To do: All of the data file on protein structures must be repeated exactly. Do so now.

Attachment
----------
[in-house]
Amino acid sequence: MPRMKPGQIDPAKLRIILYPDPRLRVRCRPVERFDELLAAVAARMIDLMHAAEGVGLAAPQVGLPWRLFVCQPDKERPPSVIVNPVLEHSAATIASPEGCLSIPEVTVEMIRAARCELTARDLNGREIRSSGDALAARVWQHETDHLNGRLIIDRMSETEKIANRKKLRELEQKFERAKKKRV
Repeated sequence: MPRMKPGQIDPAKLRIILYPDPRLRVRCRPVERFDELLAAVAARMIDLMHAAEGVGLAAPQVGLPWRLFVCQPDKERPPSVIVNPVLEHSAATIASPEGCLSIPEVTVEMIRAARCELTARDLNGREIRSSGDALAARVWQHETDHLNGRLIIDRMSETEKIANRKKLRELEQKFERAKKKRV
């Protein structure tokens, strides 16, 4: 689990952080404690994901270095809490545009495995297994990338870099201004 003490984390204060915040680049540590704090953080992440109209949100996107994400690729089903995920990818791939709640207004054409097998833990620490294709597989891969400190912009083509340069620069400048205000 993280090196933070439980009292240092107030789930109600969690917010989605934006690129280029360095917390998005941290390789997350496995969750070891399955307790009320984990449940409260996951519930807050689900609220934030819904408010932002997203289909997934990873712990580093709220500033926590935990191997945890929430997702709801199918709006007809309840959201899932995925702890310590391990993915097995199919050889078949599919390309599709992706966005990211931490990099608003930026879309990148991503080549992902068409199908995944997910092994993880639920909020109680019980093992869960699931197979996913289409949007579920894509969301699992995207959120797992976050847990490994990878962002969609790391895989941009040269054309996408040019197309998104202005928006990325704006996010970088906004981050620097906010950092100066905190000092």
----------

[in-house]
Amino acid sequence: MPRMKPGQIDPAKLRIILYPDPRLRVRCRPVERFDELLAAVAARMIDLMHAAEGVGLAAPQVGLPWRLFVCQPDKERPPSVIVNPVLEHSAATIASPEGCLSIPEVTVEMIRAARCELTARDLNGREIRSSGDALAARVWQHETDHLNGRLIIDRMSETEKIANRKKLRELEQKFERAKKKRV
Repeated sequence: MPRMKPGQIDPAKLRIILYPDPRLRVRCRPVERFDELLAAVAARMIDLMHAAEGVGLAAPQVGLPWRLFVCQPDKERPPSVIVNPVLEHSAATIASPEGCLSIPEVTVEMIRAARCELTARDLNGREIRSSGDALAARVWQHETDHLNGRLIIDRMSETEKIANRKKLRELEQKFERAKKKRV
């Protein structure tokens, strides 16, 4: 689990952080404690994901270095809490545009495995297994990338870099201004 003490984390204060915040680049540590704090953080992440109209949100996107994400690729089903995920990818791939709640207004054409097998833990620490294709597989891969400190912009083509340069620069400048205000 993280090196933070439980009292240092107030789930109600969690917010989605934006690129280029360095917390998005941290390789997350496995969750070891399955307790009320984990449940409260996951519930807050689900609220934030819904408010932002997203289909997934990873712990580093709220500033926590935990191997945890929430997702709801199918709006007809309840959201899932995925702890310590391990993915097995199919050889078949599919390309599709992706966005990211931490990099608003930026879309990148991503080549992902068409199908995944997910092994993880639920909020109680019980093992869960699931197979996913289409949007579920894509969301699992995207959120797992976050847990490994990878962002969609790391895989941009040269054309996408040019197309998104202005928006990325704006996010970088906004981050620097906010950092100066905190000092």